“Angry Birds” Can’t Take Flight

“Angry Birds” stopped being culturally relevant about three years ago.

I just want to make that clear, because I haven’t heard anybody talk about it since around 2012 when Candy Crush took over people’s lives.

Since it’s arrival in December of 2009, “Angry Birds” has gone from that game you played on the toilet, to a cultural phenomenon that spawned sequels and spinoffs. It eventually grounded itself in the kid’s market and was soon plastered on t-shirts and backpacks.

So I feel compelled to ask the question that plagued me during “The Angry Birds Movie:” is this relevant?

Look, I loved “Angry Birds.” It was a fun game…half a decade ago. But now it seems like a shameless cash-grab. Rovio, the film’s producer, unleashes a movie so full of dated humor and references that it feels like they made this movie in the game’s heyday and just waited to dump it on audiences once the app needed a boost in popularity.

It isn’t that Rovio doesn’t have much to work with, what with about a dozen games, comics and toys under their wings; it’s that they have all of that and they still manage to make a movie that feels lazy by today’s standards. The 98-minute run-time zooms seem to have forgotten that they were writing a feature-length movie, and not some straight-to-dvd film or Nickelodeon special (which it honestly should have been.) Halfway through, there seems to be a moment where the screenwriters went, “Oh, this just isn’t good at all,” and proceed to finish the movie as fast as possible.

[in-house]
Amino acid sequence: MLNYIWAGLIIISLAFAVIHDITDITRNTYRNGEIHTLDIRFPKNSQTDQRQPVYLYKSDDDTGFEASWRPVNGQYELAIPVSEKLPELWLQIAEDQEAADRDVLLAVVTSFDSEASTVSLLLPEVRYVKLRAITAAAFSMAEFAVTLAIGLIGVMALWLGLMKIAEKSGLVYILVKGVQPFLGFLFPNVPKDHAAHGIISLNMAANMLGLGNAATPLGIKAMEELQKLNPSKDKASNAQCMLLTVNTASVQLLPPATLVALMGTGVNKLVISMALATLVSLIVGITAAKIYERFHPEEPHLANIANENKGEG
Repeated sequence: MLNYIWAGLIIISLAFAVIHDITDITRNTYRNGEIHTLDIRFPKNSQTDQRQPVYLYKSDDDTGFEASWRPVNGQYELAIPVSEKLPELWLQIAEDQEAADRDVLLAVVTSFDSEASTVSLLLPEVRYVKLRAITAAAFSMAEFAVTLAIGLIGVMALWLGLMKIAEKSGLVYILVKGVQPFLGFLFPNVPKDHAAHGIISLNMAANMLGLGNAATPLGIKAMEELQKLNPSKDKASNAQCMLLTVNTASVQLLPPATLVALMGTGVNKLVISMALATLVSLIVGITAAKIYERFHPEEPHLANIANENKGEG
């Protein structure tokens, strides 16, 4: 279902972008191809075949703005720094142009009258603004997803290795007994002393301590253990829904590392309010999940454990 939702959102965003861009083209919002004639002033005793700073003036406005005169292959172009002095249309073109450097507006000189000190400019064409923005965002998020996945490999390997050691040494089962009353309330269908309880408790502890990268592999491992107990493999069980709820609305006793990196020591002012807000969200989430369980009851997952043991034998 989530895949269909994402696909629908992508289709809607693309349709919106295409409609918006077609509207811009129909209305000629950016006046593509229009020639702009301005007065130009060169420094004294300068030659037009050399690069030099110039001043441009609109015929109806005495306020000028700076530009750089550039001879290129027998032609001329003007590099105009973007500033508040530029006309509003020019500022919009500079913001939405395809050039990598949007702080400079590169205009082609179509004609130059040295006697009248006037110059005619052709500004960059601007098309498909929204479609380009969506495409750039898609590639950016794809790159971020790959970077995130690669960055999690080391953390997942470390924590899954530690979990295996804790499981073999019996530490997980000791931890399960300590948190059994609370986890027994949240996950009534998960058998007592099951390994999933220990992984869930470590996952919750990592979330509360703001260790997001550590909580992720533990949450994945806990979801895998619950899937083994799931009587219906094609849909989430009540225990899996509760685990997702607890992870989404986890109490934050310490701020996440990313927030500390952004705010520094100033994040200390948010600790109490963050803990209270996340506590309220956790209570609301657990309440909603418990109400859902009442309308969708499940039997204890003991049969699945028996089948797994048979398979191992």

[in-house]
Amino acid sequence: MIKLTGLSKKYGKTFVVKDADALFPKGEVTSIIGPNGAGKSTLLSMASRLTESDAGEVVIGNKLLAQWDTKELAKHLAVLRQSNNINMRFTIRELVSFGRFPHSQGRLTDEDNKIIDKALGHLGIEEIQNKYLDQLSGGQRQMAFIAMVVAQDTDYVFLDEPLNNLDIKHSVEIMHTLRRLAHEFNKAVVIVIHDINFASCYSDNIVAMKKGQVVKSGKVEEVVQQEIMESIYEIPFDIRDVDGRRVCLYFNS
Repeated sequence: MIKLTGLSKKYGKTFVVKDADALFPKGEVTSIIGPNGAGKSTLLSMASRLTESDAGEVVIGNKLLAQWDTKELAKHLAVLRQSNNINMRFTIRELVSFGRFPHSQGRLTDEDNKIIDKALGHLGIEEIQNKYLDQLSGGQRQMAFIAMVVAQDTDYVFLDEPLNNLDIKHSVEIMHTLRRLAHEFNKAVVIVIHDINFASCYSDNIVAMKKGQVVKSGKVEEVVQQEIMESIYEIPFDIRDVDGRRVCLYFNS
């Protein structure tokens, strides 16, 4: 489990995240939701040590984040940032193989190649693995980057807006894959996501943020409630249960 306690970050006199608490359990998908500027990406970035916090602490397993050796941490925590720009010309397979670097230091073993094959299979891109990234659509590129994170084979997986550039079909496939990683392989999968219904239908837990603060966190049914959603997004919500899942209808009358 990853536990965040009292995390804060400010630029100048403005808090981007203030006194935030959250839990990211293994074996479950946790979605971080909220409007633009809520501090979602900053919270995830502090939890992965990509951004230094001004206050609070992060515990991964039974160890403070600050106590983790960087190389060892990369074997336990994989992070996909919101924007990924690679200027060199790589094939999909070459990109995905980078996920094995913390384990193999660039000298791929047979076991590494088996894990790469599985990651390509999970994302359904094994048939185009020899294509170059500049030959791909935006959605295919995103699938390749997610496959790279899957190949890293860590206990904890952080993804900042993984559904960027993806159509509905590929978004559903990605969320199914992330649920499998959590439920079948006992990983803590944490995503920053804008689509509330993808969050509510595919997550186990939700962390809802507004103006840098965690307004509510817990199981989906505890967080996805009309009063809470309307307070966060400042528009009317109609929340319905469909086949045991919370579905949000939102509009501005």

In a story that is as simple and predictable as any of its kind, Red (Jason Sudeikis), the angriest bird on Bird Island (a place where birds cannot fly), lives as an outcast from the rest of society. The plot has an obvious arc that reveals itself once the pigs attack. The weak motive behind the attack is further evidence that the screenwriters had no concern for originality.

Groan-worthy wordplay (“Home Tweet Home,” “Egg-celent”) and eye-rolling puns make up the film’s childish humor, which leaves much to be wanted on the adult end unless you account for the singular “The Shining” reference and a “50 Shades of ‘Green’” prop joke.

With the exception of the scene-stealing Chuck (Josh Gad), the yellow bird from the game who essentially serves as this film’s equivalent of “X-Men’s” Quicksilver (there’s even a reference to “Days of Future Past”), many of the characters are boring and stagnant. It’s a shame since the cast features brilliant actors like Peter Dinklage, Maya Rudolph, Sean Penn and Bill Hader; actors whose talent feels wasted by the film’s childish humor.

As far as kids movies go, there are right ways and wrong ways to go about making them. In the last four years alone, audiences have been treated to “Wreck-It Ralph,” “Zootopia” and “The Lego Movie”—three films that are beautifully crafted and feature expansive worlds capable of entertaining both adults and children—“The Angry Birds Movie” doesn’t hold a candle to them in terms of originality or creativity. Sure, there is some beautiful animation and a brief—but humorous scene—where the birds finally retaliate with slingshot and all, but that isn’t enough to save the film when it is compared to other modern kid’s films.

Wordplay and puns just don’t cut it, and the film’s tired message of “fitting in” is dull when it is literally the exact same theme of the aforementioned animated films. With so much potential to soar, “The Angry Birds Movie” can’t seem to find a way to get off the ground.

Scott may be reached at sjohnson@su-spectator.com

Scott Johnson is a senior Film Studies and Journalism double major. You can follow him on Twitter @scott7893 and find more of his reviews at RagingFilm.com


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